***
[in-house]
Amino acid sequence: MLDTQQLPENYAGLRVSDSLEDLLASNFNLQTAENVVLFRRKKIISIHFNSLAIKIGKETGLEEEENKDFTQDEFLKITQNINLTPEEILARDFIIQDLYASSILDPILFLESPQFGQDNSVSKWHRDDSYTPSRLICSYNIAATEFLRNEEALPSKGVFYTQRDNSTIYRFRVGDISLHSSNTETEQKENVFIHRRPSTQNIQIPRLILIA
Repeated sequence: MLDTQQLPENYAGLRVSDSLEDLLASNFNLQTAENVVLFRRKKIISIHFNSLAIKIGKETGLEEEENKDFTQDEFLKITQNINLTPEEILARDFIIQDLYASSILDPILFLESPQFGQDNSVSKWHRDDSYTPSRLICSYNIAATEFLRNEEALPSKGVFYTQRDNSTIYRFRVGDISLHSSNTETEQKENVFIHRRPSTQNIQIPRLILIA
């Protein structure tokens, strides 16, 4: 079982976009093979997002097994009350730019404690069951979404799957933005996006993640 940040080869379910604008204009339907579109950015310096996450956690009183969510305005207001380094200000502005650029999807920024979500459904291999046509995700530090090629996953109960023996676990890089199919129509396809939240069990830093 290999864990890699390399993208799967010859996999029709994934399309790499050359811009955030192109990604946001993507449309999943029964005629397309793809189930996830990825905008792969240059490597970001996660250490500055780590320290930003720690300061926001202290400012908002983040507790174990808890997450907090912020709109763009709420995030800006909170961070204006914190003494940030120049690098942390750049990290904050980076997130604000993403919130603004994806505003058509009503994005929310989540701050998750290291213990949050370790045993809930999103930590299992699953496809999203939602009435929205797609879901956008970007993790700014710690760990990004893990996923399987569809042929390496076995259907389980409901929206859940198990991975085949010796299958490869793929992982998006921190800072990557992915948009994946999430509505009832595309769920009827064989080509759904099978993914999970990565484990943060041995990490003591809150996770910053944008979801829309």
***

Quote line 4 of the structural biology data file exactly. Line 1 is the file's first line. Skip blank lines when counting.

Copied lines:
């Protein structure tokens, strides 16, 4: 079982976009093979997002097994009350730019404690069951979404799957933005996006993640 940040080869379910604008204009339907579109950015310096996450956690009183969510305005207001380094200000502005650029999807920024979500459904291999046509995700530090090629996953109960023996676990890089199919129509396809939240069990830093 290999864990890699390399993208799967010859996999029709994934399309790499050359811009955030192109990604946001993507449309999943029964005629397309793809189930996830990825905008792969240059490597970001996660250490500055780590320290930003720690300061926001202290400012908002983040507790174990808890997450907090912020709109763009709420995030800006909170961070204006914190003494940030120049690098942390750049990290904050980076997130604000993403919130603004994806505003058509009503994005929310989540701050998750290291213990949050370790045993809930999103930590299992699953496809999203939602009435929205797609879901956008970007993790700014710690760990990004893990996923399987569809042929390496076995259907389980409901929206859940198990991975085949010796299958490869793929992982998006921190800072990557992915948009994946999430509505009832595309769920009827064989080509759904099978993914999970990565484990943060041995990490003591809150996770910053944008979801829309």